Magazine article UN Chronicle

The ICT/poverty Nexus

Magazine article UN Chronicle

The ICT/poverty Nexus

Article excerpt

Over the past decade, there has been a remarkable growth in the use of information and communication technology across the world. Writing in 1999, Geoffrey Kirkman (1) commented that half of the world's population had never made a telephone call. By 2011 this has changed dramatically, with mobile cellular networks covering over 90 per cent of the world's population, and there is the expectation that more than half of the world's population will be using mobile phones by 2015. Despite the persistence of widespread poverty, the use of mobile telephony in African countries in the last few years has grown more rapidly than in any other region in the world. There are now an estimated 500 million mobile phone subscribers across the continent compared to 246 million in 2008. By late 2010, Africa exceeded Western Europe in terms of the number of mobile connections. Further, although Africa lags in terms of other forms of ICT usage with an estimated 100 million Internet users, between 2000 and 2011 the growth of Internet usage exceeded 2,000 per cent, which is more than five times that for the rest of the world.

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The phenomenal increase in ICT access has been accompanied by a burgeoning literature on the contribution of ICT to economic growth, development, and poverty reduction. At the most optimistic, ICT has been described as the means whereby developing countries can leapfrog over development Stages and technology barriers to achieve both economic growth and broad-based development. Other views are less sanguine about attributing direct benefits to ICT and raise concerns that a one-dimensional push for their greater use may increase the dependency of poorer countries, as well as the divide between urban and rural areas, the rich and the poor, and between generations. Thus, while there may well be a link between ICT and poverty reduction, the mechanisms through which the connection takes place are not fully understood. In fact, whatever dimension of welfare change is being considered, the direction of its causal link to ICT is contentious. Problems of reverse causality and spurious correlation that apply to the relationship between any investment in infrastructure and increasing output are of equal relevance to the analysis of the ICT/poverty nexus.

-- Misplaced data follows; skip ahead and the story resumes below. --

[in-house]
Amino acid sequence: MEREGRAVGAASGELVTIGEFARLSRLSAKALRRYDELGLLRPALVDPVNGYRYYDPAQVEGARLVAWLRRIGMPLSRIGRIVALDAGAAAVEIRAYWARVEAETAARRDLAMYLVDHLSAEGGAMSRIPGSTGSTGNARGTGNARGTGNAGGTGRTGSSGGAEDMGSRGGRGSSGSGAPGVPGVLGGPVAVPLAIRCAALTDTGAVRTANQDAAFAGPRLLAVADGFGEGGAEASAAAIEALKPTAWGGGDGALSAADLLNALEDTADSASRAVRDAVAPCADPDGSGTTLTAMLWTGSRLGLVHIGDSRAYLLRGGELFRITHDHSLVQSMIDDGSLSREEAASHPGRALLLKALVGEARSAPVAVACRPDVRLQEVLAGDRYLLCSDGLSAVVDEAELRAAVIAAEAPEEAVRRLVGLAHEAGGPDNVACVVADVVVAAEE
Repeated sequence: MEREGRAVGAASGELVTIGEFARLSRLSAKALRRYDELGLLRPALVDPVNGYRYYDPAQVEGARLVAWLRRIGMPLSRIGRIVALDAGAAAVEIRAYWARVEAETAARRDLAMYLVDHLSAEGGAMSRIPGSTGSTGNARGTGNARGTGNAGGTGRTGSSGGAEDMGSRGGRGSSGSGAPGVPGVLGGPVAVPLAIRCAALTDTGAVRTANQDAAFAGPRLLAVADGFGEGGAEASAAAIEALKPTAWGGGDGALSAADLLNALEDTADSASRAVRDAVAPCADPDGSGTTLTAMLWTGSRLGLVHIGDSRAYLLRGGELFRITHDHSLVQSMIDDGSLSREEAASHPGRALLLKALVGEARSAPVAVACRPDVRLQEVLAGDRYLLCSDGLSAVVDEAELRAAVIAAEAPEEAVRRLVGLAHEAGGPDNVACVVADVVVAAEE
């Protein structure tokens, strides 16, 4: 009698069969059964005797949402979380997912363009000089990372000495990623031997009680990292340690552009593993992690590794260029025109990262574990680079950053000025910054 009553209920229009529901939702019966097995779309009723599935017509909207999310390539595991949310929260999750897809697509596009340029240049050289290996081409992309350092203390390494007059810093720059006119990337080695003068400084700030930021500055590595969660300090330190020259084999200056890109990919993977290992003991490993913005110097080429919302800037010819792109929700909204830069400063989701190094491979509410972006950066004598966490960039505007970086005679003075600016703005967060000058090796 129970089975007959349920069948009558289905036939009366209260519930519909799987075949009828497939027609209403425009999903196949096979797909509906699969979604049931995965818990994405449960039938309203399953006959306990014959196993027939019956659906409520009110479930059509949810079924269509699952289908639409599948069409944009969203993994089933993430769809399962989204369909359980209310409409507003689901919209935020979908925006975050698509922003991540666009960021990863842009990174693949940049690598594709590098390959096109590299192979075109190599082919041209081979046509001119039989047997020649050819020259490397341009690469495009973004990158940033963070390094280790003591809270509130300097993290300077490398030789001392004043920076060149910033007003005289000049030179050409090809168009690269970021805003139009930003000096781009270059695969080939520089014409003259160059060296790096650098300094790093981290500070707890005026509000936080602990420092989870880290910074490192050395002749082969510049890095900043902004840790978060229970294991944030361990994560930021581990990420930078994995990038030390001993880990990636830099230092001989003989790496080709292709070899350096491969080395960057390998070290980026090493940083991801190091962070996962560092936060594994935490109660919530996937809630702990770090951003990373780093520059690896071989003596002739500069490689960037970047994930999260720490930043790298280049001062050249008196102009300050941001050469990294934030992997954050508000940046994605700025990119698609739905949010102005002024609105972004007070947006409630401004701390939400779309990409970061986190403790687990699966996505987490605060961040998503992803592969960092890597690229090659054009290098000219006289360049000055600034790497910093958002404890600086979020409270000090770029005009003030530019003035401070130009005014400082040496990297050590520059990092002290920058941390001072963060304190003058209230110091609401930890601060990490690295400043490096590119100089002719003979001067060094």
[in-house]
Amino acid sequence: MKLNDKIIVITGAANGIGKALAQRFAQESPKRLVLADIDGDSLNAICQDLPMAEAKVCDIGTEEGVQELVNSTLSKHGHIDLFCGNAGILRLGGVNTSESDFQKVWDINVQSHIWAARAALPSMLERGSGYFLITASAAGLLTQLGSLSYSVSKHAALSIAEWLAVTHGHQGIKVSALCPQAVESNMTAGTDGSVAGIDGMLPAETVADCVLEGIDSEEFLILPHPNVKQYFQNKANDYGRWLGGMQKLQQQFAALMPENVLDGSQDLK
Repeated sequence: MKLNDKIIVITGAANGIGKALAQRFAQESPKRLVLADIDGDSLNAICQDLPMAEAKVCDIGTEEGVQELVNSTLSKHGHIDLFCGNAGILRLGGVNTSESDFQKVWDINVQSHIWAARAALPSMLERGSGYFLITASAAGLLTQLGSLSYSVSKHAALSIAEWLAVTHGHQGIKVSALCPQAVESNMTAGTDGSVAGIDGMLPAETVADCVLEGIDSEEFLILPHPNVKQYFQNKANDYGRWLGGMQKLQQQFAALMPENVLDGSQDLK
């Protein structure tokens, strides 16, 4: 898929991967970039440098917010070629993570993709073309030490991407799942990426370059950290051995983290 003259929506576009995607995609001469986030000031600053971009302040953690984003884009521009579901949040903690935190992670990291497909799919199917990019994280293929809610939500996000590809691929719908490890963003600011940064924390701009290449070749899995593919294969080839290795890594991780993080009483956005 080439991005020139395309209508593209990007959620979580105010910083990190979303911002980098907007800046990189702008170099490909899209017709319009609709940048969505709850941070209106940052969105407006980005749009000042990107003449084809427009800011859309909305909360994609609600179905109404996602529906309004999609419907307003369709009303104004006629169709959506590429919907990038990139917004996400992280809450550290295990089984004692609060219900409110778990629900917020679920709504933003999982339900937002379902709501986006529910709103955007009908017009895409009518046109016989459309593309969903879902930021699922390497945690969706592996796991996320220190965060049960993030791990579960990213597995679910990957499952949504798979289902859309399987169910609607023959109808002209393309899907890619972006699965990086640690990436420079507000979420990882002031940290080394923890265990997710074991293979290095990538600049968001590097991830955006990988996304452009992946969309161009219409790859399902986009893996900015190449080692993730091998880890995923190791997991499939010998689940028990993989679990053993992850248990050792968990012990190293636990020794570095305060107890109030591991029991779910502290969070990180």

Even prior to the current era of widespread mobile telephony and Internet usage, a causal relationship between telecommunications infrastructure and economic output was identified using data from the 21 Organization for Economic Co-operation and Development (OECD) countries. This relationship has also been found for mobile telephony and data from 113 countries over a 20 year period, which showed that a 1 per cent increase in the telecommunications penetration rate leads to a 0.03 per cent increase in gross domestic product (GDP) (Torero and von Braun, 2006)(2). This positive correlation between ICT and economic growth extends to the developing world through direct expenditure on ICT infrastructure and services, as well as through its economic multipliers. Mobile network suppliers are estimated to have invested more than 90 billion dollars in Africa, and in some countries they are now the most profitable enterprises as well as significant generators of employment. Telecommunication revenue and expenditures presently contribute an average of 7 per cent of the GDP in many African economies, while investment in communications has reached about 5 per cent of the total investment spending on the continent. The expansion of ICT globally has also had upstream impacts through components and manufacture. Gold, tantalum, tin, and tungsten are used in the manufacture of mobile phones and other ICI' devices, while cobalt is an important component used in the batteries to power them. Zambia and the Democratic Republic of Congo supply the raw material used for more than half of the world's lithium-ion rechargeable batteries. …

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